Hedging Strategies : Complete and Incomplete Systems of Markets

Papayiannis, Andreas (2010) Hedging Strategies : Complete and Incomplete Systems of Markets. Masters thesis, Manchester Institute for Mathematical Sciences, The University of Manchester.

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We are motivated by the latest statistical facts that weather directly affects about 20% of the U.S. economy and, as a result energy companies experience enormous potential losses due to weather that is colder or warmer than expected for a certain period of a year. Incompleteness and illiquidity of markets renders hedging the exposure using energy as the underlying asset impossible. We attempt to price and hedge a written European call option with an asset that is highly correlated with the underlying asset; still, a significant amount of the total risk cannot be diversified. Yet, our analysis begins by considering hedging in a complete markets system that can be utilised as a theoretical point of reference, relative to which we can assess incompleteness. The Black-Scholes Model is introduced and the Monte Carlo approach is used to investigate the effects of three hedging strategies adopted; Delta hedging, Static hedging and a Stop-Loss strategy. Next, an incomplete system of markets is assumed and the Minimal Variance approach is demonstrated. This approach results in a non-linear PDE for the option price. We use the actuarial standard deviation principle to modify the PDE to account for the unhedgeable risk. Based on the derived PDE, two additional hedging schemes are examined: the Delta hedging and the Stop-loss hedging. We set up a risk-free bond to keep track of any money injected or removed from the portfolios and provide comparisons between the hedging schemes, based on the Profit/Loss distributions and their main statistical features, obtained at expiry.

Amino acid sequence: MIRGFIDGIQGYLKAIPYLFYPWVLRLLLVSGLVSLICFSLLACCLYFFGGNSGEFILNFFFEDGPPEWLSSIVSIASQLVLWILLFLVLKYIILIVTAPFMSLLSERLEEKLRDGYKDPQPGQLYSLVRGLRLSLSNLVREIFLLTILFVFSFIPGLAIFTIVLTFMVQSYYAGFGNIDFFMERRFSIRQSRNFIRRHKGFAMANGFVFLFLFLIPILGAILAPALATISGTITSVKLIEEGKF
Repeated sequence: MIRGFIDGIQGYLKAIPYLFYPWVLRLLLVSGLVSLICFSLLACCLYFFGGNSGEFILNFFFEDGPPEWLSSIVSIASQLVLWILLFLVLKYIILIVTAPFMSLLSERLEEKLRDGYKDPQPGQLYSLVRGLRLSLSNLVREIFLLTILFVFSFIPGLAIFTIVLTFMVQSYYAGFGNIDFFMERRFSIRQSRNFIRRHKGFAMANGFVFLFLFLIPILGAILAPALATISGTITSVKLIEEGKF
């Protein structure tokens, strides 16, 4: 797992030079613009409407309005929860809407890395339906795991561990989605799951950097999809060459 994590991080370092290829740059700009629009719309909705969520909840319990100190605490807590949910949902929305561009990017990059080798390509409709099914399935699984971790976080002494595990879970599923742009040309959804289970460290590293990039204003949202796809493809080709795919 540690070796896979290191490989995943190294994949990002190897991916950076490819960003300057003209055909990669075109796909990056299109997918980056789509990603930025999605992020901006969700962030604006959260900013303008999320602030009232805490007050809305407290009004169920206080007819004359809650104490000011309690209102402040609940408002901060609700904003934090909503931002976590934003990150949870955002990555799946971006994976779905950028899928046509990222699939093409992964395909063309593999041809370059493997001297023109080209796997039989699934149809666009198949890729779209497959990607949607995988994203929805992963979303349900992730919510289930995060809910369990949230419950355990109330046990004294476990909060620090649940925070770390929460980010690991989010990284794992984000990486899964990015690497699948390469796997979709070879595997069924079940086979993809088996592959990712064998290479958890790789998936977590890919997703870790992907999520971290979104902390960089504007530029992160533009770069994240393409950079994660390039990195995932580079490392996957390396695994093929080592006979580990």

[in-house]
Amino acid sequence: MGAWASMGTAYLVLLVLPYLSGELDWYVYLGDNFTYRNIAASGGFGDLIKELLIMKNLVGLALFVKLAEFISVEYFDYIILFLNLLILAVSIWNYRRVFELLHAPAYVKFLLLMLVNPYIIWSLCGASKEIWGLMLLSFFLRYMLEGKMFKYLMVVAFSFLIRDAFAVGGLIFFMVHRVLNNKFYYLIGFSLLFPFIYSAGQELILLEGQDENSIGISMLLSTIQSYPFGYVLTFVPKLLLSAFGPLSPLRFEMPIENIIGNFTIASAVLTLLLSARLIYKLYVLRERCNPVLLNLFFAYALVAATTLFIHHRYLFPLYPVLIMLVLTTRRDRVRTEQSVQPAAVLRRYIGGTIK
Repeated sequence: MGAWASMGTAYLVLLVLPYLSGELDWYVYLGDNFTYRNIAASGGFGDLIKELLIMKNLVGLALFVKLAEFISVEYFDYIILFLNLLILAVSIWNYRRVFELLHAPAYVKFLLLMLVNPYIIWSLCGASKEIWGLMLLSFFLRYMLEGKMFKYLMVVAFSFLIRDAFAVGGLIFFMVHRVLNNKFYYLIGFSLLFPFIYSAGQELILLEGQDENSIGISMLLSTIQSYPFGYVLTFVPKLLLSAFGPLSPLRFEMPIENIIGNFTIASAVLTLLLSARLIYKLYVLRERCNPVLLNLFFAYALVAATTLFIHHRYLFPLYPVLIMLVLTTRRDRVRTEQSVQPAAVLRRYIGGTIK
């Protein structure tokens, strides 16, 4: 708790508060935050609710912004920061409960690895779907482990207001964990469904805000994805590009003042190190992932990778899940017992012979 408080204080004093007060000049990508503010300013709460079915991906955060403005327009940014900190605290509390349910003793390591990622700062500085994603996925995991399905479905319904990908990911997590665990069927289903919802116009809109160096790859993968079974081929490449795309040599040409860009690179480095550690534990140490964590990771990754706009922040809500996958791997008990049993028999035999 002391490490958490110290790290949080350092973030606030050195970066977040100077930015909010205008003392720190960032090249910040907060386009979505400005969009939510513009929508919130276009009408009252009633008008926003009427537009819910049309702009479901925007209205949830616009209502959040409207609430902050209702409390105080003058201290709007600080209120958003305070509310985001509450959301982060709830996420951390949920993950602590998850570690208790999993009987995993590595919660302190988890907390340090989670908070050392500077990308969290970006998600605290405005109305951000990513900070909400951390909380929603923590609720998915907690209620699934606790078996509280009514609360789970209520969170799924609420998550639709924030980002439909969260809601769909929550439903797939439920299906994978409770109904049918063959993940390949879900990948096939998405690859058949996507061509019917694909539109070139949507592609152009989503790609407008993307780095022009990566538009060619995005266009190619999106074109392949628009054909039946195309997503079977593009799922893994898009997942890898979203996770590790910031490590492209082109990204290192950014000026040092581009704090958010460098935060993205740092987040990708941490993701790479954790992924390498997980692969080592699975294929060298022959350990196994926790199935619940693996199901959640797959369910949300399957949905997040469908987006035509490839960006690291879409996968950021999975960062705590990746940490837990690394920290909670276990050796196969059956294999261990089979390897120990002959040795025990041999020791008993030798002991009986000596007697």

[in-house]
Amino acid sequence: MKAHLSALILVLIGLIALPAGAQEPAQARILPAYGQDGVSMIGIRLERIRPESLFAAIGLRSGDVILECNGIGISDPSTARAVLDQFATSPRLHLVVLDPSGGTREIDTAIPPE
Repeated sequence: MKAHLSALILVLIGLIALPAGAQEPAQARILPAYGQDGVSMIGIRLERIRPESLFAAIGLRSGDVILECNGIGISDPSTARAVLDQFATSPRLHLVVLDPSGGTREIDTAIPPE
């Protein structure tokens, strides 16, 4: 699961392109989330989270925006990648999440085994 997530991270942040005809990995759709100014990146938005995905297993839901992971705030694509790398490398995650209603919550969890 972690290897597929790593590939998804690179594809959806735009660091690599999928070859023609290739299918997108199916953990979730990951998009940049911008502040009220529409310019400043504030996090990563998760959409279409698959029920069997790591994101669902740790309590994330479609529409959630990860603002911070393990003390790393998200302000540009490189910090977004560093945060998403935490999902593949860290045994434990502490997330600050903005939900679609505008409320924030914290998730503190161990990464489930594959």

Item Type: Thesis (Masters)
Subjects: MSC 2010, the AMS's Mathematics Subject Classification > 60 Probability theory and stochastic processes
Date Deposited: 21 Sep 2012
Last Modified: 20 Oct 2017 14:13
URI: http://eprints.maths.manchester.ac.uk/id/eprint/1869

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